Man Turned Fly Seeks Revenge For Bad Reincarnation
A Parisian Jew who dies in 1773 reappears in the 21st century as an angel, fluttering gently down to Earth — or, so he thinks. He imagines himself as "a fully formed Christian seraph, a Viking with blond hair, a beautiful chiseled torso, hairless feet, and eyes the color of whiskey." So imagine his shock when he realizes he's no angel — he's actually been reincarnated as a common housefly.
That unlikely insect is the narrator of a wild new novel by Rebecca Miller. Miller's mother was photographer Inge Morath, her father was playwright Arthur Miller and her husband is actor Daniel Day-Lewis. On top of writing, Miller is also a painter, an actor and a film director. Her new book, Jacob's Folly,veers between 18th century Paris and a present-day Long Island family of Orthodox Jews.
The fly, formerly Parisian Jewish peddler Jacob Cerf, has supernatural powers. He can read minds and can actually willpeople to do what he wants them to do.
"He realizes the scope of his powers gradually in the narrative," Miller tells NPR's Melissa Block. "And then, once he realizes he's a fly, he's so angry at the form of his reincarnation that he decides to sort of get back at God."
Jacob wants to punish God by taking good people and turning them bad. But Miller says she wouldn't call her protagonist an "evil character": "He's mischievous and sometimes malevolent, but he has his own transformation through the arc of this story."
On the joy of creating Jacob
"I had to work really hard for this book, but there was a gift and it was Jacob's voice that seemed to kind of come through my fillings in some way. Once I heard how he sounded inside of my head, I was able to figure him out. And yes, writing him was a joy because he's so free. And he's not somebody who's controlled by guilt at all."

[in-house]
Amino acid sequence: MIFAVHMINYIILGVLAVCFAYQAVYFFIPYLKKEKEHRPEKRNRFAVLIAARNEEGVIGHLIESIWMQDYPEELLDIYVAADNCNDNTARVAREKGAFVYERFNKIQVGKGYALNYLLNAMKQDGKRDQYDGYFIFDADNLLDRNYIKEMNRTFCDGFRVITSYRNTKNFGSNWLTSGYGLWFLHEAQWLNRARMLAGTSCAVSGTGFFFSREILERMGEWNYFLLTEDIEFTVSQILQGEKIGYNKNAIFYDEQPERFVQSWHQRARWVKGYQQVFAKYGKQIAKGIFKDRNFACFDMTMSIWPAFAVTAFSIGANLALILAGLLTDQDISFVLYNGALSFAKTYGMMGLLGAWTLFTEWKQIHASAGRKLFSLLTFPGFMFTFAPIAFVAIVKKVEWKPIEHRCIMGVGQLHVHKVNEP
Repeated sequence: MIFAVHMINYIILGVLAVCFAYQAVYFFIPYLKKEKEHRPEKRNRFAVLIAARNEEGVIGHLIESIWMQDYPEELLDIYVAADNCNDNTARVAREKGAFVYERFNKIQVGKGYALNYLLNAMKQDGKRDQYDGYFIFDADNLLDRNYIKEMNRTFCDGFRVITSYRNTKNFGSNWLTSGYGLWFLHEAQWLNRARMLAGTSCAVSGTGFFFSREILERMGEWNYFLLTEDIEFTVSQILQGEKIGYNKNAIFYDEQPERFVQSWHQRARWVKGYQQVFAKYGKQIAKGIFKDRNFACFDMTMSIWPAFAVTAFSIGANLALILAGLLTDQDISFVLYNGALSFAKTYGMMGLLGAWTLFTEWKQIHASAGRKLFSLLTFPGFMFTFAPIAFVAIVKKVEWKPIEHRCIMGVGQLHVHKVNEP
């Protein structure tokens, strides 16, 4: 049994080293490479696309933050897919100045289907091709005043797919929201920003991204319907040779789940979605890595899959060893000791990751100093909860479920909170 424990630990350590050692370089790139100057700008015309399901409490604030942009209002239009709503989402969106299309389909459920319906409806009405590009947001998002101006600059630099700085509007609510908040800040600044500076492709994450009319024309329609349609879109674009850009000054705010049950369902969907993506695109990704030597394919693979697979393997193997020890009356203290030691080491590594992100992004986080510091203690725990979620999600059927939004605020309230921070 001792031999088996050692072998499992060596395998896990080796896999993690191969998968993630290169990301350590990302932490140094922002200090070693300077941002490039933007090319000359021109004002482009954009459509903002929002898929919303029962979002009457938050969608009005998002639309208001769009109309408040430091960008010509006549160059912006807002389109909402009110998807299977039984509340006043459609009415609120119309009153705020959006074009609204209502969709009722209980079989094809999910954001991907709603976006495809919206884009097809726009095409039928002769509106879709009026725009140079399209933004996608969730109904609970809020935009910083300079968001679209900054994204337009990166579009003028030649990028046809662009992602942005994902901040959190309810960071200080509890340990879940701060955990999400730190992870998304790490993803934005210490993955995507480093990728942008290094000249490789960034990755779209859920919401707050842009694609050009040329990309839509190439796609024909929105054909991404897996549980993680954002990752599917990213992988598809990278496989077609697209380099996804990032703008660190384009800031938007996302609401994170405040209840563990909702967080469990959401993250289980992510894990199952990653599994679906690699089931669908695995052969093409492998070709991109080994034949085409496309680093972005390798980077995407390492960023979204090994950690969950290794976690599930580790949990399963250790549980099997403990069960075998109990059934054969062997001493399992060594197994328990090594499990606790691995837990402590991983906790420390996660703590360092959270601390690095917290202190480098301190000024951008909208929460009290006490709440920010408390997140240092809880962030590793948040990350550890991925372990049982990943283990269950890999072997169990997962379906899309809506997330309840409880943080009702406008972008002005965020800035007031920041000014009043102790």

On writing about Orthodox Jewish life
"I was interested in the allure and also freedom and also pitfalls of assimilation; and in the hidden beauties of actually belonging to a community, which is much more certain than our more secular world. So I came into it really not understanding very much at all about the Orthodox Jewish life ... and ended up seeing as well as understanding more firmly why I couldn't be part of it, [and] understanding the beauty of their community."
On researching the history of Jews in 18th century Paris
"I did go to Paris and went to the museums and walked the streets. But before that, I found a wonderful researcher named Max McGuinness. Together we really had to try to crack the case of Jews in Paris in the 18th century, because there were so few. There were about 500 of them. Most of the evidence for their lives is the police reports, because there was a particular policeman who was the inspector in charge of Jewish affairs at the time whose job it was to really record the comings and goings and, in fact, the character and occupation of every single male Jew in Paris. And sometimes, if they had families, who they lived with in their apartment, whose apartment they lived in, what they sold, if they had been arrested for being in Paris without a passport. They were very strictly monitored. And so those police reports really were like a gold mine for me. And in fact, I used a lot of the actual names of the Jews; I used the name of Inspector Buhot, which was in fact his name. So I grounded my writing in reality."
On imagining Jacob's Folly as a film
"It's tempting. It's very visual and it could be funny, but I think I need distance. In the past I always had the technique that I would not let the scab form. I would write the book, and then immediately, if I was going to write the screenplay, write the screenplay. I always had this feeling that you can never go back. You're not the same person five years [later]. You might not even understand it anymore, what you wrote. But with this one, I have a feeling that if I ever do it, it would be better if I have a little distance."
On how much her artistic background (as a painter, actor and film director) and artistic lineage come through in her writing
"I think certainly I'm a very visual writer. I tend to try to communicate emotion and ideas through visual means so that you see it in your eye of your mind. And I think I have an ear for dialogue, which, I remember listening to my father read his plays out loud all the time, and I think I might have inherited certainly a fascination with dialogue and character. But it's always difficult to know where everything comes from."
Copyright 2021 NPR. To see more, visit https://www.npr.org.